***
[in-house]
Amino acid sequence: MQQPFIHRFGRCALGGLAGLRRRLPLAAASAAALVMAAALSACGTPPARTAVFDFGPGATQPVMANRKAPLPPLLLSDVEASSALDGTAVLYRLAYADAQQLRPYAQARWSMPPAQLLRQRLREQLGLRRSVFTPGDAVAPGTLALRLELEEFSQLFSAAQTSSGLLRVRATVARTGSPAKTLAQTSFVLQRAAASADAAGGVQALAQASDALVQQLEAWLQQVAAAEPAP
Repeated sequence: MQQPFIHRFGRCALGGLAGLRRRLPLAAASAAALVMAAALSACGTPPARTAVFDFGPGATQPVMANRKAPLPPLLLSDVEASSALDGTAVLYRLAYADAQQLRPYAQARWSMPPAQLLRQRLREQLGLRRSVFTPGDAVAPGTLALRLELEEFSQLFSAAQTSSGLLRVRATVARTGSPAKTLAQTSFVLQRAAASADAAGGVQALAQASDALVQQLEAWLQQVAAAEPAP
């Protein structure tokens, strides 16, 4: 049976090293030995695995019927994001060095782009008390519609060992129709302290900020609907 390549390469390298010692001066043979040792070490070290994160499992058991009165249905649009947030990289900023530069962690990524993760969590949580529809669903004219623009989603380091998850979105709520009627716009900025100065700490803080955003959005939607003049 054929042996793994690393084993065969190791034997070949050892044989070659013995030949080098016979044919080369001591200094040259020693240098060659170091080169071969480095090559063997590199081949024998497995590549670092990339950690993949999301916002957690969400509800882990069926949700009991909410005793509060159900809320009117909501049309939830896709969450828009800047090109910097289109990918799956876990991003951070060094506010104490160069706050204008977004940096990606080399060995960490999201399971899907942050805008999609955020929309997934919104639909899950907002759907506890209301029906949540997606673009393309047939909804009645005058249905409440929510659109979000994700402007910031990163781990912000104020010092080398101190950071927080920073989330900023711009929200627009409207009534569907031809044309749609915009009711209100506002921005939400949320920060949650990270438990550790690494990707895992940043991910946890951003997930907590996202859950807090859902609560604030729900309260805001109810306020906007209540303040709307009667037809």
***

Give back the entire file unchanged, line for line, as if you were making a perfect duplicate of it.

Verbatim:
[in-house]
Amino acid sequence: MQQPFIHRFGRCALGGLAGLRRRLPLAAASAAALVMAAALSACGTPPARTAVFDFGPGATQPVMANRKAPLPPLLLSDVEASSALDGTAVLYRLAYADAQQLRPYAQARWSMPPAQLLRQRLREQLGLRRSVFTPGDAVAPGTLALRLELEEFSQLFSAAQTSSGLLRVRATVARTGSPAKTLAQTSFVLQRAAASADAAGGVQALAQASDALVQQLEAWLQQVAAAEPAP
Repeated sequence: MQQPFIHRFGRCALGGLAGLRRRLPLAAASAAALVMAAALSACGTPPARTAVFDFGPGATQPVMANRKAPLPPLLLSDVEASSALDGTAVLYRLAYADAQQLRPYAQARWSMPPAQLLRQRLREQLGLRRSVFTPGDAVAPGTLALRLELEEFSQLFSAAQTSSGLLRVRATVARTGSPAKTLAQTSFVLQRAAASADAAGGVQALAQASDALVQQLEAWLQQVAAAEPAP
């Protein structure tokens, strides 16, 4: 049976090293030995695995019927994001060095782009008390519609060992129709302290900020609907 390549390469390298010692001066043979040792070490070290994160499992058991009165249905649009947030990289900023530069962690990524993760969590949580529809669903004219623009989603380091998850979105709520009627716009900025100065700490803080955003959005939607003049 054929042996793994690393084993065969190791034997070949050892044989070659013995030949080098016979044919080369001591200094040259020693240098060659170091080169071969480095090559063997590199081949024998497995590549670092990339950690993949999301916002957690969400509800882990069926949700009991909410005793509060159900809320009117909501049309939830896709969450828009800047090109910097289109990918799956876990991003951070060094506010104490160069706050204008977004940096990606080399060995960490999201399971899907942050805008999609955020929309997934919104639909899950907002759907506890209301029906949540997606673009393309047939909804009645005058249905409440929510659109979000994700402007910031990163781990912000104020010092080398101190950071927080920073989330900023711009929200627009409207009534569907031809044309749609915009009711209100506002921005939400949320920060949650990270438990550790690494990707895992940043991910946890951003997930907590996202859950807090859902609560604030729900309260805001109810306020906007209540303040709307009667037809």